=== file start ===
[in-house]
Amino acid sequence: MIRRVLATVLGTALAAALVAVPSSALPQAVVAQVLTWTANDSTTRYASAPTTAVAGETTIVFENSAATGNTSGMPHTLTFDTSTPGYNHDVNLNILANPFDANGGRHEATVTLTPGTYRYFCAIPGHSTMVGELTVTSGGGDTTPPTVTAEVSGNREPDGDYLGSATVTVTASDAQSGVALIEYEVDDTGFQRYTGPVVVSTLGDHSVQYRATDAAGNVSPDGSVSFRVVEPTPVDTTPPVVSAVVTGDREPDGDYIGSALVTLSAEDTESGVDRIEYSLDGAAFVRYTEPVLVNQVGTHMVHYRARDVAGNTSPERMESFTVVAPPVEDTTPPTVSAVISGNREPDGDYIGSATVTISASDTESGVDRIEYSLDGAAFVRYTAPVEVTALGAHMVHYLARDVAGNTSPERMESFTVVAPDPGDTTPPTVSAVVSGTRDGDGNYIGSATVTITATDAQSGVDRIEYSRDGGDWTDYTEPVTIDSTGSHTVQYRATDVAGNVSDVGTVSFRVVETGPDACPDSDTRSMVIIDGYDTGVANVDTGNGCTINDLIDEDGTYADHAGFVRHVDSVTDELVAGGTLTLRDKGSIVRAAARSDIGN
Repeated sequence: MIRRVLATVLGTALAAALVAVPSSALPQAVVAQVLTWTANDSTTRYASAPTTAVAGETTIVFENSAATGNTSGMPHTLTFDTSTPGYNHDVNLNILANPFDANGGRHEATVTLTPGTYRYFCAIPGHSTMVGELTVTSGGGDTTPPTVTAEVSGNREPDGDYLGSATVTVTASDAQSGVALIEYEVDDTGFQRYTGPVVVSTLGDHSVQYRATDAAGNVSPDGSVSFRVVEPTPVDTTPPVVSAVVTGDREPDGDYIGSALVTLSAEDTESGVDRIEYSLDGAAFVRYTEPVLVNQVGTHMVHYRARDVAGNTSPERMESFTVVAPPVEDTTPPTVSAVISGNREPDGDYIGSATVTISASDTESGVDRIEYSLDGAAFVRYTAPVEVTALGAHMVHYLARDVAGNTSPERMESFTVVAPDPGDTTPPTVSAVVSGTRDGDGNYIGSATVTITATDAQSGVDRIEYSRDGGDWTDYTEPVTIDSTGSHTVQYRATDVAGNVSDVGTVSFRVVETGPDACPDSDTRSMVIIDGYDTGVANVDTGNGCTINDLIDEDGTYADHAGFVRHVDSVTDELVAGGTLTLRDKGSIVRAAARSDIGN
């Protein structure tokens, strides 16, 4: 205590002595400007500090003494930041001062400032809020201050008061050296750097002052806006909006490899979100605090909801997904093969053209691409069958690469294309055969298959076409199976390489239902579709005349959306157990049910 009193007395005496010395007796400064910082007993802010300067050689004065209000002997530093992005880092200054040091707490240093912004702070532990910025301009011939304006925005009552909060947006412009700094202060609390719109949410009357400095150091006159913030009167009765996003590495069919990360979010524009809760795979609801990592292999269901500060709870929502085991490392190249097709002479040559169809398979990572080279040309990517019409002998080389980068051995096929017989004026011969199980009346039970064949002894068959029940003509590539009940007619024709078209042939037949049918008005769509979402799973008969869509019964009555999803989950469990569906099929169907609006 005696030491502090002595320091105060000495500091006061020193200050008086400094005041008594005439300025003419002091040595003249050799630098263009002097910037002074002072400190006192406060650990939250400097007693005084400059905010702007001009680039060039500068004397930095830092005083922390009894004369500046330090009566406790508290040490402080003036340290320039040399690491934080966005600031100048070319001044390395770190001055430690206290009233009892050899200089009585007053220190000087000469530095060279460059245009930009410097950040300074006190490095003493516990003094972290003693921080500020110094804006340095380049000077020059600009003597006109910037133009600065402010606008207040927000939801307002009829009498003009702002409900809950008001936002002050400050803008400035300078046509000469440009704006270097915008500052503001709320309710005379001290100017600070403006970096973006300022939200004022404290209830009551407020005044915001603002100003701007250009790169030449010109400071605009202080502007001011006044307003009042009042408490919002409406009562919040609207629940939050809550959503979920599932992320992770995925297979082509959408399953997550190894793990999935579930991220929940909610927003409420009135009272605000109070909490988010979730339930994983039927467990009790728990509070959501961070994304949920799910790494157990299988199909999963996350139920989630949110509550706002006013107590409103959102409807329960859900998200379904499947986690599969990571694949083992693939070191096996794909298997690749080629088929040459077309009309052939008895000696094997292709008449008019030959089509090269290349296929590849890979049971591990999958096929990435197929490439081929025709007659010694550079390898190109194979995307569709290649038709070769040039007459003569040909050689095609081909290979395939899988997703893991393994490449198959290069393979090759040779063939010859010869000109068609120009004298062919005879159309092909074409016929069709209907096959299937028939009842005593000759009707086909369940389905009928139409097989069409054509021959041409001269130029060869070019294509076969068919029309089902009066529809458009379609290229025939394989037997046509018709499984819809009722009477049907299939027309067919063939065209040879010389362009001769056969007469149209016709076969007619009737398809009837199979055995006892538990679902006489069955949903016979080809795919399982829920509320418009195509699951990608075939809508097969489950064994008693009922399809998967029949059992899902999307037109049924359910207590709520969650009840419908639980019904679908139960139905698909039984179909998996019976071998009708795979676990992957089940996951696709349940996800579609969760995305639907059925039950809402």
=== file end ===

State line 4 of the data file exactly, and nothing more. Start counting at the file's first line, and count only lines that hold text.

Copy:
């Protein structure tokens, strides 16, 4: 205590002595400007500090003494930041001062400032809020201050008061050296750097002052806006909006490899979100605090909801997904093969053209691409069958690469294309055969298959076409199976390489239902579709005349959306157990049910 009193007395005496010395007796400064910082007993802010300067050689004065209000002997530093992005880092200054040091707490240093912004702070532990910025301009011939304006925005009552909060947006412009700094202060609390719109949410009357400095150091006159913030009167009765996003590495069919990360979010524009809760795979609801990592292999269901500060709870929502085991490392190249097709002479040559169809398979990572080279040309990517019409002998080389980068051995096929017989004026011969199980009346039970064949002894068959029940003509590539009940007619024709078209042939037949049918008005769509979402799973008969869509019964009555999803989950469990569906099929169907609006 005696030491502090002595320091105060000495500091006061020193200050008086400094005041008594005439300025003419002091040595003249050799630098263009002097910037002074002072400190006192406060650990939250400097007693005084400059905010702007001009680039060039500068004397930095830092005083922390009894004369500046330090009566406790508290040490402080003036340290320039040399690491934080966005600031100048070319001044390395770190001055430690206290009233009892050899200089009585007053220190000087000469530095060279460059245009930009410097950040300074006190490095003493516990003094972290003693921080500020110094804006340095380049000077020059600009003597006109910037133009600065402010606008207040927000939801307002009829009498003009702002409900809950008001936002002050400050803008400035300078046509000469440009704006270097915008500052503001709320309710005379001290100017600070403006970096973006300022939200004022404290209830009551407020005044915001603002100003701007250009790169030449010109400071605009202080502007001011006044307003009042009042408490919002409406009562919040609207629940939050809550959503979920599932992320992770995925297979082509959408399953997550190894793990999935579930991220929940909610927003409420009135009272605000109070909490988010979730339930994983039927467990009790728990509070959501961070994304949920799910790494157990299988199909999963996350139920989630949110509550706002006013107590409103959102409807329960859900998200379904499947986690599969990571694949083992693939070191096996794909298997690749080629088929040459077309009309052939008895000696094997292709008449008019030959089509090269290349296929590849890979049971591990999958096929990435197929490439081929025709007659010694550079390898190109194979995307569709290649038709070769040039007459003569040909050689095609081909290979395939899988997703893991393994490449198959290069393979090759040779063939010859010869000109068609120009004298062919005879159309092909074409016929069709209907096959299937028939009842005593000759009707086909369940389905009928139409097989069409054509021959041409001269130029060869070019294509076969068919029309089902009066529809458009379609290229025939394989037997046509018709499984819809009722009477049907299939027309067919063939065209040879010389362009001769056969007469149209016709076969007619009737398809009837199979055995006892538990679902006489069955949903016979080809795919399982829920509320418009195509699951990608075939809508097969489950064994008693009922399809998967029949059992899902999307037109049924359910207590709520969650009840419908639980019904679908139960139905698909039984179909998996019976071998009708795979676990992957089940996951696709349940996800579609969760995305639907059925039950809402």